Not enough judges to hear cases at Fresno County Court. The shortage has recently postponed some high profile preliminary hearings. The presiding judge says it's an issue the court has been dealing with for a long time, and state budget cuts aren't helping matters.
It's a big inconvenience for everyone involved, from attorneys to witnesses. The bottom line is that there aren't enough judges for the case-load coming in and unfortunately, there's no current plan to fix the problem.
In two days, two big cases set for preliminary hearings had to be rescheduled because Fresno County Court didn't have a judge available.
"This is a good day to come here and see this," said Honorable Gary Hoff, Presiding Judge.
Judge Hoff says the number of cases coming in could keep 72 judges busy, but the court only has 49 judges and sometimes there aren't enough to go around.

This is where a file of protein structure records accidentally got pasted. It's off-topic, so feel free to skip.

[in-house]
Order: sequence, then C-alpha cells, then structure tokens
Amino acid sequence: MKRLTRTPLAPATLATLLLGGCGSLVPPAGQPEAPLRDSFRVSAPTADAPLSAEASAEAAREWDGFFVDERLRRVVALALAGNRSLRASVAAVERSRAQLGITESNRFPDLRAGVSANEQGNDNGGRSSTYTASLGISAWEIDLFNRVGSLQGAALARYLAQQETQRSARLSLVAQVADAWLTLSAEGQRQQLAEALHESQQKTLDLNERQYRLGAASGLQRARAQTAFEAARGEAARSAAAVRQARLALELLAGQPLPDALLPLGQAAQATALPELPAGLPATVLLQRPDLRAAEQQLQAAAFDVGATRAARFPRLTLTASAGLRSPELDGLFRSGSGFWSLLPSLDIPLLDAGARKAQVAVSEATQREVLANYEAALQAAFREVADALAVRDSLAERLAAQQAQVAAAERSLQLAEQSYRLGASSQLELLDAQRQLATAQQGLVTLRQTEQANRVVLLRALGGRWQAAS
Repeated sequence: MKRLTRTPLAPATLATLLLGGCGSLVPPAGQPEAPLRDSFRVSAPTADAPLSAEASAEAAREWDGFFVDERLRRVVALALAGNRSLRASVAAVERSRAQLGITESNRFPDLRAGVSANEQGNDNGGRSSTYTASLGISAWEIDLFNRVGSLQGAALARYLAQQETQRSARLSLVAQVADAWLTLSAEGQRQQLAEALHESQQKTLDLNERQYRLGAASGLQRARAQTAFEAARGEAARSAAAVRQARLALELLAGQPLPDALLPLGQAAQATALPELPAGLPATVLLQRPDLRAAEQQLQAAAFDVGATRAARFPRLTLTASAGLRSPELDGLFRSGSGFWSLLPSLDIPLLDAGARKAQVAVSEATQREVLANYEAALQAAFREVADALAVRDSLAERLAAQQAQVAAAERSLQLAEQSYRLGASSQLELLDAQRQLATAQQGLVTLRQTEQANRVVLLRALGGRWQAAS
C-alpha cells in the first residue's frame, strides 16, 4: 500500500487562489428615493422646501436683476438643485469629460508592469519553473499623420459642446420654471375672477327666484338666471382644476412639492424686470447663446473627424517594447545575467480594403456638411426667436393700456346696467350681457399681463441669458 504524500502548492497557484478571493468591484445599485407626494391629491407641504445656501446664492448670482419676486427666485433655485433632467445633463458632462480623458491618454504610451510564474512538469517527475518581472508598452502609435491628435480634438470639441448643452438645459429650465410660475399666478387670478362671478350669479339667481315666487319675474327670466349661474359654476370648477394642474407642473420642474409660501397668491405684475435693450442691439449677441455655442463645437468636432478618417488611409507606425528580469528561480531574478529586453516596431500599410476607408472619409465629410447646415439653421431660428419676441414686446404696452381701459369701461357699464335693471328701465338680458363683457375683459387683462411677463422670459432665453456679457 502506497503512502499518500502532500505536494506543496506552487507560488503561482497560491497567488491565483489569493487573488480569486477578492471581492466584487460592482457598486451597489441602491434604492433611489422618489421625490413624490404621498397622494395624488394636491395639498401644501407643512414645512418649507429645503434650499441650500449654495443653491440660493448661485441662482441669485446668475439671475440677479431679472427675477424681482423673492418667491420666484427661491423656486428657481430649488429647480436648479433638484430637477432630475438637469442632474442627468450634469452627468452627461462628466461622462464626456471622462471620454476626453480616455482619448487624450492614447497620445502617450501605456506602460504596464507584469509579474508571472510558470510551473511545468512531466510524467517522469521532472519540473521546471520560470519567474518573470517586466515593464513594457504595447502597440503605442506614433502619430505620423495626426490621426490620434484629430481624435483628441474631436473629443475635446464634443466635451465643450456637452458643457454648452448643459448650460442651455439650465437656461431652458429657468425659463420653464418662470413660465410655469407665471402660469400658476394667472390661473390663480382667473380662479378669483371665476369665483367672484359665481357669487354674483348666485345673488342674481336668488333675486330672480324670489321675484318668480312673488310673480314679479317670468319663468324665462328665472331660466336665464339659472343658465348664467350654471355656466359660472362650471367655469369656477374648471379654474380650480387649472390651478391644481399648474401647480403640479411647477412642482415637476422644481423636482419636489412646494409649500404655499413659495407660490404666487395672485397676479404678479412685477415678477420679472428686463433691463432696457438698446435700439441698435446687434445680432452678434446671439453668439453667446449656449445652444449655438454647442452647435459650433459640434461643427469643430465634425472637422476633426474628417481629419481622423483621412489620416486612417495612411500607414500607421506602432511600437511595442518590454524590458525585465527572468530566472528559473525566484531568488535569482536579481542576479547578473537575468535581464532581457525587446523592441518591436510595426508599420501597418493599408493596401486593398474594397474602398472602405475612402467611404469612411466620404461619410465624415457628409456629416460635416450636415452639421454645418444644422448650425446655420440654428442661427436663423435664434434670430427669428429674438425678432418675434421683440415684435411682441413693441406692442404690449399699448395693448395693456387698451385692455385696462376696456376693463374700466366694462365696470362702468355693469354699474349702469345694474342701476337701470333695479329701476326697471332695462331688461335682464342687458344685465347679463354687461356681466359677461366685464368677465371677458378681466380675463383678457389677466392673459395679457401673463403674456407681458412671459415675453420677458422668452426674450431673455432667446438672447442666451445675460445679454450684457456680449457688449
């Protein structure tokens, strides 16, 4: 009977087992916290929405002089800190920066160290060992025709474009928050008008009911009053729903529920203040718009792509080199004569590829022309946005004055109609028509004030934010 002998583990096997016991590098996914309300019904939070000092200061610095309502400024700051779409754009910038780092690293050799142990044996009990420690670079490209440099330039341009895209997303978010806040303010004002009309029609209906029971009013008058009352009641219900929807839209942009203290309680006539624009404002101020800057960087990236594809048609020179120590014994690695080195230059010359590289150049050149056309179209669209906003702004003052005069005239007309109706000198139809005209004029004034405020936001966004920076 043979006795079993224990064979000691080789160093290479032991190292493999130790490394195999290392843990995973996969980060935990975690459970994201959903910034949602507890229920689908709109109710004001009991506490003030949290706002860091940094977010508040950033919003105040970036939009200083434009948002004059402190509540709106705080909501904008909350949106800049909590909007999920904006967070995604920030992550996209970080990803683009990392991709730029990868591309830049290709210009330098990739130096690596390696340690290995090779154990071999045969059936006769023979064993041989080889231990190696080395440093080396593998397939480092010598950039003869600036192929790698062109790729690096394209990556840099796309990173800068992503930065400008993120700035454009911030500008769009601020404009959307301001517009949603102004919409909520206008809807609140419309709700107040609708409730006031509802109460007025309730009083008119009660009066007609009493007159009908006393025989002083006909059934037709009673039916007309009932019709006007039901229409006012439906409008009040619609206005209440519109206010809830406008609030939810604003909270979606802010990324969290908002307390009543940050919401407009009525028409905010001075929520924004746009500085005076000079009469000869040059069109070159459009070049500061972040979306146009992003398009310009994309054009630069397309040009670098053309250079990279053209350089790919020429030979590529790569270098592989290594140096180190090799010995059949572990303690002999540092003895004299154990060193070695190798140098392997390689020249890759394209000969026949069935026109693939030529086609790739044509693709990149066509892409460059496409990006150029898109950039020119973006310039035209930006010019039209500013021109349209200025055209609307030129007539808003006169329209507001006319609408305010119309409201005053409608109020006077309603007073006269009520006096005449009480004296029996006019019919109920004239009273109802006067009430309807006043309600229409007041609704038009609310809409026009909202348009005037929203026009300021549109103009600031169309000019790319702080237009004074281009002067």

"Cases recently, in the last couple days, that had preliminary hearings set were 'long cause.' By that, I mean they'd take more than a couple hours, obviously not enough time to do them in their courtrooms because they're busy," said Hoff.
One of those cases was Jeff Hammerschmidt's. His client, Loren LeBeau, is accused of driving under the influence and killing a child. It had to be rescheduled for next week.
"Really it was more inconvenient for the witnesses. Fresno Police Department had a number of officers there; they had a number of officers on call," said Hammerschmidt, an attorney.
He thinks the presiding judge is doing a good job with the tools he has. This happens to be the busiest time of year for trials, which tie up judges for weeks at a time.
"This is business as usual. It's a numbers game; how you plug people in on a day-to-day basis to cover our shortfalls," said Hoff.
Hoff says no case has ever been dismissed because it timed out, but there have been some close calls. The court is waiting for the State of California to fund four new judge positions, which would help out. But Hoff doesn't expect that to happen until next year at the earliest.